New US-backed Education Policy in Malawi: Unanswered Questions and Frustrations

A new education policy in Malawi has raised concerns for both its lack of comprehensive planning and poor rollout. Starting January 2019, all fees relating to secondary school, except for a small development fund, have been abolished. Before this year, secondary schools were designed to be partly funded by student contributions, while primary schools are free — although this is debatable since many still collect fees. With no plan communicated yet on how secondary schools will replace the funding and continue operating, school staff interviewed by MIR anticipate disruption to even basic services, like examinations, or else the continued collection of fees despite the new policy. Further, it was only in 1994 that the decision to make primary school free famously resulted in disaster: classes of over 100 students without desks and few educational resources. The primary education system, which has yet to recover, should have served as a stark warning against well-intended but overly-simplistic solutions for the provision of public education.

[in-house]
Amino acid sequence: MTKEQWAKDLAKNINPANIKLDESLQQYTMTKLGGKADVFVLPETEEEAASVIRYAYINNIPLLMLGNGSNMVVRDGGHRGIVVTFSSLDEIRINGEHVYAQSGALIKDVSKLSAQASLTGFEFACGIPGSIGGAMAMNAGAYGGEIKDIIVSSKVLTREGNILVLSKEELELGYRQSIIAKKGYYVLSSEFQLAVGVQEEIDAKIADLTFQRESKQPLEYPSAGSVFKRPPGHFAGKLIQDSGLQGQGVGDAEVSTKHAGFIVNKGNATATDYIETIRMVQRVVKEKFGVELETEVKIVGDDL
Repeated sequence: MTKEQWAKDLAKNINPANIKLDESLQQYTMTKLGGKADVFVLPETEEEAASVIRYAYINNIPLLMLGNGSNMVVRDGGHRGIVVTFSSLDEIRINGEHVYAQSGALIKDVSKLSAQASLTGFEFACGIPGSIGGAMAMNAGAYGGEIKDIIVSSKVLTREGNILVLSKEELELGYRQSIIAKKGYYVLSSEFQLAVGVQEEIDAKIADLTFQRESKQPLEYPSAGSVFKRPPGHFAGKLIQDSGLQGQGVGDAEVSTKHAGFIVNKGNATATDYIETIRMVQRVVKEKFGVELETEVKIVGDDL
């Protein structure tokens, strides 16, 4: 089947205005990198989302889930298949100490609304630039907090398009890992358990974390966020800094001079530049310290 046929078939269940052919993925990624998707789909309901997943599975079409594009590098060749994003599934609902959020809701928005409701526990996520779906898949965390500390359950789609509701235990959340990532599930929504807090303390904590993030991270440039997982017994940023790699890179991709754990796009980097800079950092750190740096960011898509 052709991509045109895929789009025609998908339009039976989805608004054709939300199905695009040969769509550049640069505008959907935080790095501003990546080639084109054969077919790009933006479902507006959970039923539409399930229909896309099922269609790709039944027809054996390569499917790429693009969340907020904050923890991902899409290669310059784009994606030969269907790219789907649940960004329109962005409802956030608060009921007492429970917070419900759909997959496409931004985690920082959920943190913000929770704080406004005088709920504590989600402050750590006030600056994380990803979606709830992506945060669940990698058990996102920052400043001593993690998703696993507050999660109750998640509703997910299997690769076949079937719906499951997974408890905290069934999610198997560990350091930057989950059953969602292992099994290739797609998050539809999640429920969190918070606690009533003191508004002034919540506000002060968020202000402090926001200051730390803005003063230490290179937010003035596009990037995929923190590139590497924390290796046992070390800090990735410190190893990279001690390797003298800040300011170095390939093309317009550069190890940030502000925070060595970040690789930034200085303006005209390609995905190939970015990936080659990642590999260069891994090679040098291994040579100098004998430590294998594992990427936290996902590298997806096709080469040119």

There’s a troubling undercurrent of ignorance that shows its face in times like this; it’s a theme in international development to implement policies which don’t properly consult local actors, who come to be seen merely as passive, even helpless, ‘recipients.’ I lived in Malawi for most of a year as a secondary school teacher, and what I saw there was what originally drew me to study the field at McGill. Something that became apparent quickly was distrust and frustration among locals over being left out of conversations in which they felt they had a rightful stake, attributed to every major player in development, from the World Bank to World Vision. In researching this story, I unsurprisingly heard more of the same.